Sacred Cows: The Home Mortgage Interest Deduction

houseWell, here’s an article that will surely elevate Hugh Hewitt‘s blood pressure:

“Time to scrap the mortgage interest deduction,” by Philip Klein (h/t Hot Air):

In theory, the mortgage interest deduction is supposed to encourage home ownership, a questionable goal for government to begin with. The purpose of taxes is to raise money to finance government services, not to manipulate human behavior or economic activity.

Agreed, but reaching a societal consensus on that idea is going to take a long time to accomplish.

When lawmakers tell taxpayers that they can keep more of their money – but only if they spend that money the way politicians want – it’s just as much an exertion of government power as a spending program….

Of course.

Here’s the really interesting part:

[E]conomists Andrew Hanson, Ike Brannon, and Zackary Hawley….took a detailed look at the distribution of existing tax benefits for home ownership and found that the benefits do more to help wealthier Americans purchase larger homes than they do to encourage lower-income Americans who otherwise would be renting to purchase homes in the first place.

The study found that…80 percent of taxpayers earning more than $100,000 claimed the deduction, compared with just 25 percent of those earning less.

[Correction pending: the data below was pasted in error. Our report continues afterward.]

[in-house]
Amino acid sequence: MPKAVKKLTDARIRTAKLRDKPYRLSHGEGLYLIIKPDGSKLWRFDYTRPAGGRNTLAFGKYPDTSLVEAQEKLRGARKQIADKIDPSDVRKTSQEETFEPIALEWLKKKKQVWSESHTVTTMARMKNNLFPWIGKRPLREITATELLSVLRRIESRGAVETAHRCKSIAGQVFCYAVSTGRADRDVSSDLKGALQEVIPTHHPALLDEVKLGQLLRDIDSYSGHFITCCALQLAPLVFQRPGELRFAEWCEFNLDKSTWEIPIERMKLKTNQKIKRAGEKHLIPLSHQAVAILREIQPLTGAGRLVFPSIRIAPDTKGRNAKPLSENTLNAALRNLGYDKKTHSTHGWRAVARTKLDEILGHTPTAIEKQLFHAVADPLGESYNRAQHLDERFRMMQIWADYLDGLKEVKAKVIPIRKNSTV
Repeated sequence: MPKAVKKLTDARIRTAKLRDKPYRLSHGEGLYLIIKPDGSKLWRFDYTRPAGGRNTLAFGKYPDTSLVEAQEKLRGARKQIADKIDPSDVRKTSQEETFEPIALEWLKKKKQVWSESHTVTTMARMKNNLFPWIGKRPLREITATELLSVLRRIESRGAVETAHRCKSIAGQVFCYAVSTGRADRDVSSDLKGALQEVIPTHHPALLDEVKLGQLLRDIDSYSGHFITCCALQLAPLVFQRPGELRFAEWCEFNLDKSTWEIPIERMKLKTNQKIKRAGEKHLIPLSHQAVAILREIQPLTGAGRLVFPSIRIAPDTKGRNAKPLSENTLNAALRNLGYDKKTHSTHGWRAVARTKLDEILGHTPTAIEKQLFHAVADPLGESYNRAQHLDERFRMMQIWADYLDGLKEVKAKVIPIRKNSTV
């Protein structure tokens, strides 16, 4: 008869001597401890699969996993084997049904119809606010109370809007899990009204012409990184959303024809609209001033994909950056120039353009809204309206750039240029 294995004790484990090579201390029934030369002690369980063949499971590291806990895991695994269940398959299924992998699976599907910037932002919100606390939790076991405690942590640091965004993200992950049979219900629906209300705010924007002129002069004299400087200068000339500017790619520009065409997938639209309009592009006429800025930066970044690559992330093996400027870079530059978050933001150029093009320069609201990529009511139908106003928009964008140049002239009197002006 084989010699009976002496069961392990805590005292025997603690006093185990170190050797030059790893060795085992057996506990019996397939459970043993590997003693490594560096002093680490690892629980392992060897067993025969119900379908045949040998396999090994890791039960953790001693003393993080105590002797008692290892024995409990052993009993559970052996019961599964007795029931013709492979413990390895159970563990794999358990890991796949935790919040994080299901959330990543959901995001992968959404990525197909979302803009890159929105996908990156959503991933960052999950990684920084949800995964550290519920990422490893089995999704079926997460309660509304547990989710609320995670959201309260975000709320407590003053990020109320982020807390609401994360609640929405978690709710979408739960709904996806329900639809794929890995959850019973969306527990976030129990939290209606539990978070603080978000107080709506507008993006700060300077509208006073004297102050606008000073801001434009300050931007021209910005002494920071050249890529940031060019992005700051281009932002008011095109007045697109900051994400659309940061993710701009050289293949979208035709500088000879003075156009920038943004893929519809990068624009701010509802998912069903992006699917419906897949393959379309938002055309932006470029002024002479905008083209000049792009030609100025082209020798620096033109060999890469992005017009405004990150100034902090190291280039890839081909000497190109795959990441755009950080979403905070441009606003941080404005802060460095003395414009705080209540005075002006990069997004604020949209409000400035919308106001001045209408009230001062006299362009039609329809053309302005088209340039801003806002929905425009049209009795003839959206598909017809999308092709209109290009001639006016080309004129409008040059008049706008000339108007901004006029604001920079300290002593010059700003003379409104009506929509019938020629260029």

In monetary terms, the deduction is also significantly more valuable for higher-income households….

Furthermore, because high-income earners are taxed at a higher rate, each dollar of earnings they get to deduct from their taxes is worth more.

A family with a household income of $500,000 with $1 million in mortgage debt being financed at 4 percent would generate $16,000 per year in tax savings, according to the authors’ calculations. In contrast, a household earning near the national median income of $51,000 with a home worth $221,000 (the median price), would receive tax savings of one-tenth that amount.

So once again, good intentions end up benefiting the well-off, while the opportunity costs are paid by the less well-off.

My preferred approach would be to slowly phase it out over time as part of a broader tax reform that lowered tax rates for everybody.

A slow phase-out would be critical, since taxpayers generally base their long-term financial plans, particularly vis. major investments like a home purchase, in part on existing (and reasonably foreseeable) tax consequences.

Probably the best argument against phasing out the deduction would be the temptation for politicians to eliminate it without also reducing effective tax rates (preferably in conjunction with a flat tax).

Also, politicians like to be seen as “doing something,” so the impulse to tinker with a simplified tax code might well prove irresistible.


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